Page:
You can see the amount of abuse the paint was still getting due to the failure of the clear film. That was a fun detail as we can see below, I ended up having to wet sand this area down due to the age of the vehicle and the improper machine polishing on the painted side over the years. I was actually able to run my finger over the line and could feel the height difference on the clear coat. The paint was higher on the section that had the film, after the wet sand and correction the paint meshed together very well and the car came out amazing!
More worst case Clear Film Removal
- When getting ready to remove film, if it’s a nice hot day, park the car outside for an hour or so. This will help warm the film up and allow it come off a bit easier.
In the picture below we have a case where the film came off in one section but the paint did not want to let go of the adhesive. Something like this is easier to tolerate and can be cleaned up much faster. Some 3M adhesive remover followed up with the clay bar is ideal. This particular vehicle, through my question asking, had this film installed by the dealer and was an out of state purchase. The vehicle was purchased out of New Jersey and spent a year sitting under trees before making it’s way to Orlando Florida for this sunning day clear film removal and detail. I can pretty much guarantee the clear film was over it’s 5 year life span and did not get the attention it needed.
Replacing Clear Film at the Recommended Time
Like I said above, often times these sections of film get overlooked. Replacing them as needed will make for a much easier and very less time consuming ordeal. Not to mention it keeps the car looking it’s very best at all times! Detailing companies should make it aware to the customers but also make sure the customers get their money’s worth out of the it.
In the picture below we have a car that is just that case. The film has meet its lifespan and has turned a dingy yellow. To allow the film to age more, would only lead to issues like I showed above. This is film removal as it should be! The paint looks amazing, everything looks amazing but this clear film on the 09 Aston Martin Vantage. This car had front end film that still looked great. But these rear flare sections had most likely been on since day 1.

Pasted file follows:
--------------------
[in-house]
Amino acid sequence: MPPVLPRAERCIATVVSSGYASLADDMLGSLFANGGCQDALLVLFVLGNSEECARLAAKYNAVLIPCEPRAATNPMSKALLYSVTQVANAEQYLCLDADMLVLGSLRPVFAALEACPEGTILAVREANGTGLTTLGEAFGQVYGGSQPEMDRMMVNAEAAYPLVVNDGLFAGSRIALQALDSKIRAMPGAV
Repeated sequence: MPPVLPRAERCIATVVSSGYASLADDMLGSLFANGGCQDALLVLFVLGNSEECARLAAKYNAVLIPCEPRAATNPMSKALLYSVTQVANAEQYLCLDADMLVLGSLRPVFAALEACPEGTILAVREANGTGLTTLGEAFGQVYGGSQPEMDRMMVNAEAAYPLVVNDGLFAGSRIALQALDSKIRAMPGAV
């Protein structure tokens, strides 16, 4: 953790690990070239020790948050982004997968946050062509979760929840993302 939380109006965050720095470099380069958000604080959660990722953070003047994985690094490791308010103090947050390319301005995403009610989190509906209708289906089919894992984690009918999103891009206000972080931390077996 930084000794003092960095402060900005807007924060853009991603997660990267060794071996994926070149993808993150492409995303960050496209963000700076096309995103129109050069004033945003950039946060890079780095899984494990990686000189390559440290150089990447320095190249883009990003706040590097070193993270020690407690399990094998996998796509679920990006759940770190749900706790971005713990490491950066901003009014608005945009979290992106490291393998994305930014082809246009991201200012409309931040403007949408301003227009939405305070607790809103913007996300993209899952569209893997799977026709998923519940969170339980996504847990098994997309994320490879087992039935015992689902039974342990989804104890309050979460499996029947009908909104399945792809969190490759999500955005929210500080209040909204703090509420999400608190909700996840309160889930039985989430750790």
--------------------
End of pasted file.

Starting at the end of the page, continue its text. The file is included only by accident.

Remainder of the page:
To get these sections of clear film off I set my heat gun on low at about 12″ to 15″ inches away moving it up, down & side to side for about 15 to 20 seconds. Do NOT hold heat gun in the same place, keep it moving. Once the section is warmed up the film will come up rather easily. Start in a corner, get the little section lifted and continue to pull the film towards you. At no time do you try to peel it like a banana, sorry, that is the only way I can think of describing it right now. You want to constantly pull it towards you (as shown in the picture below). This will help lift all the adhesive from the surface. By doing like my well described banana approach, it would end up leaving a lot of sticky residue on the paint surface. Thus making it more difficult to clean up after the film has been removed.
Gloves are very important in order to save your knuckles when doing larger sections. As you are grabbing and pulling the film toward you, you will find having a good grip is key. When taking a few seconds to get your composure back be sure to roll the film over on itself and not allow the sticky side to touch the paint again. The lager pieces can be rather trying at times, but to avoid bloody knuckles or blisters a good set of gloves will help.
Most Of The Time
Again, as in the picture below, not all the time does clear film just come right off very easily. I would say a good 90% of the time, some type of issue will be faced. Ferrari 599 GTB – The bonnet film was coming off with no problem and the quarter panels above the headlight lenses, not so much. Honestly, I would say this was caused from one of two things. 1) possibly the prep & 2) the car had been machine polished with disrespect to those small sections, but not so much the large piece of bonnet, if that makes sense.